As a little girl staying with my parents in Kanpur, I was brought up in a typical Punjabi cosmopolitan family thanks to my father's career in the Services. As an Officer and a Gentleman, he was posted to various Indian cities, a piece of which we seemed to imbibe in our lifestyles. So, after a four year stint in Calcutta, my mother began to devour every part of the fish - eyes, fins, tail et al like a true blue Bengali. My Dad spent a sizeable time in the heavily British influenced Ambala Cantonment as a bachelor with an Anglo-Indian caretaker and Khansama taking care of his personal needs. The Khansama spoilt my father like hell and presented a veritable feast on his supper table night after night. So much so that my father had refined culinary tastes that my mother had to live upto and present, in her capacity, the best of mughlai, Indian and continental cuisine to him without fail. Thankfully, because Mum was an avid cook, this remained a happy demand on her and didnot turn into an ugly domestic battle between the two sexes.

But lets get back to my days in Kanpur, the heart or atleast the lung of Uttar Pradesh, if you really must argue that Lucknow (Kanpur's neighbouring and legendary city) was the real heart. Like I said, we soaked in the diversity, the culture, the habits of the locals and took away some in order to internalise them as our own. So, in Kanpur, we began going to the weekly vegetable Haats (weekly markets) and bought the fresh produce, meats and fish and ate a stomach full of our favourite Chaat - Aloo tikkis, gol gappas, papri chaat dished out from the chatwala's busy cart in the most unhygienic fashion. We also sat on tongas and Ikkas, celebrated Goburdhun in our large courtyard and enjoyed pre-diwali festivities with our dolls in a mud house built by Mom in the yard.

The other very-UP thing we did was getting attuned to the Crow's cry as he sat on our parapet announcing the arrival of a house guest. And if our comb fell to the ground after getting entangled in our tresses, we were bloody sure that the crow was a harbinger for the guest, who actually turned up on our doorstep the same day or the next.

And this brings me to the moot point of my discourse. These days I keep waiting for the crow to sit on my courtyard wall, to either steal some grains or cry hoarse about an impending visit of some distant relative. But the crow and his gang seem to be busy elsewhere. Mind you, I stay in a very green colony with the house surrounded by parks and overlooking a thickset of trees. But the sight of the crow eludes me. I don't think it is just me. I am sure you have noticed it too.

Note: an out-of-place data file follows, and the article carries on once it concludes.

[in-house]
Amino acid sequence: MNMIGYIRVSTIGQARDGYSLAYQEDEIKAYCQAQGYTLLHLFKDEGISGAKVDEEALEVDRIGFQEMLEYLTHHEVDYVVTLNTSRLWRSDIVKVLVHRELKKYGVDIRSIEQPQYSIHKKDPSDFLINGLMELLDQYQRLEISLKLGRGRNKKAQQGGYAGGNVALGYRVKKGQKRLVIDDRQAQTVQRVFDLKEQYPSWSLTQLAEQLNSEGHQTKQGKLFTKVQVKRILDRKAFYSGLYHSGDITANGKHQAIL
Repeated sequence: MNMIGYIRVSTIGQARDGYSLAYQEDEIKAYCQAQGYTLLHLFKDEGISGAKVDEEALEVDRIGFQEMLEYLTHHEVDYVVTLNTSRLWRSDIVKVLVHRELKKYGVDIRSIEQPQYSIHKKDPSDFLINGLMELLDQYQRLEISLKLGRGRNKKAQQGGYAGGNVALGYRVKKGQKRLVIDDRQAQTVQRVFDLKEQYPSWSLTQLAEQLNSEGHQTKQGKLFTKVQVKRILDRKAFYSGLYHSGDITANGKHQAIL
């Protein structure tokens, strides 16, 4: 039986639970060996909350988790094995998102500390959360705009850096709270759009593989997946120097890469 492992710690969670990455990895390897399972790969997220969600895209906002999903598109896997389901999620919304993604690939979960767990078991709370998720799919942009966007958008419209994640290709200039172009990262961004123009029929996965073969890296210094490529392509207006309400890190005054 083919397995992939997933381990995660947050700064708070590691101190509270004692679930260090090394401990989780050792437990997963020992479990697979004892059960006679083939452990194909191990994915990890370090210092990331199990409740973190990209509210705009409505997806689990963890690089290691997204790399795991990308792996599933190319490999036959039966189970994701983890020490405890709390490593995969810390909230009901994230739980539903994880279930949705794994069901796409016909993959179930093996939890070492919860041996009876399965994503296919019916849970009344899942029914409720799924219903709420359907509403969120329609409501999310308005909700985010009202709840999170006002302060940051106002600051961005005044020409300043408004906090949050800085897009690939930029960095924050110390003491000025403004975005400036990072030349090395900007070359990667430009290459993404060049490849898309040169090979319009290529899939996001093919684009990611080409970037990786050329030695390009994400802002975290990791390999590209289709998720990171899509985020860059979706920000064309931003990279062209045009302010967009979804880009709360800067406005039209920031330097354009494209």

And then there are the mynahs. All through the school and college years, we used to go .......... one for sorrow, two for joy, three for letter, four for boy! Now, either we replace it with another bird or dump the routine entirely as the mynahs are not easily spotted.

Its monsoon time and anybody who comes from hill stations or valley stations like me, would say that we are or were used to spending our rainy seasons with frogs and toads. They stealthily trundled into our house hiding in corners or behind cupboards or under the beds, croaking at all odd hours and stubbornly resisting all our efforts to oust them. Cut to today and forget about Delhi, even in Dehradun, my hometown where I cohabitated willy nilly with these amphibians, I must admit that I miss them.

In my mother's home in Doon, I remember throwing grains out to the house sparrows - those lovely brown birds with their streaked backs. They perched themselves on the myriad trees in my mother's orchard-like backyard and scooped onto the pucca area where we had strewn the grains. Until a couple of years back, I found these friendly birds enjoying sunshine even in the tiny courtyard of my Delhi home. Alas, I haven't spotted them either this season or the one before or the one, a year earlier.

These are just some of the personal examples. A net search offers a report that featured in The Guardian and states; I quote, "Climate change over the next 50 years is expected to drive a quarter of land animals and plants into extinction, according to the first comprehensive study into the effect of higher temperatures on the natural world."

Another search throws up a mindboggling list of endangered species - tigers, walruses, polar bears, certain kind of fish, African penguins, butterflies, Musk deer, rhinos and a host of flora such as the prized orchids.

Another report talks about the horrific disappearance of glaciers and rivers, land mass and mountain ranges and forests .........

So what's happening? Is the man eating not only the crow (pun intended) but also everything else? Is the human gluttony devouring everything in sight? Is everything non-human being sacrificed on the altar of commercial greed at the hands of utterly selfish short-sightedness?

Perhaps until such time when Nostradamus' prophesies ring true and this Kalyug (bad era OR the fourth age. One in which there is lot of violence and falsehood. The current age is Kalyug. It started with demise of Sri Krishna) according to Hindu mythology comes to an end.

So who remains, when the big scale tips? Just man and cockroach or only the latter???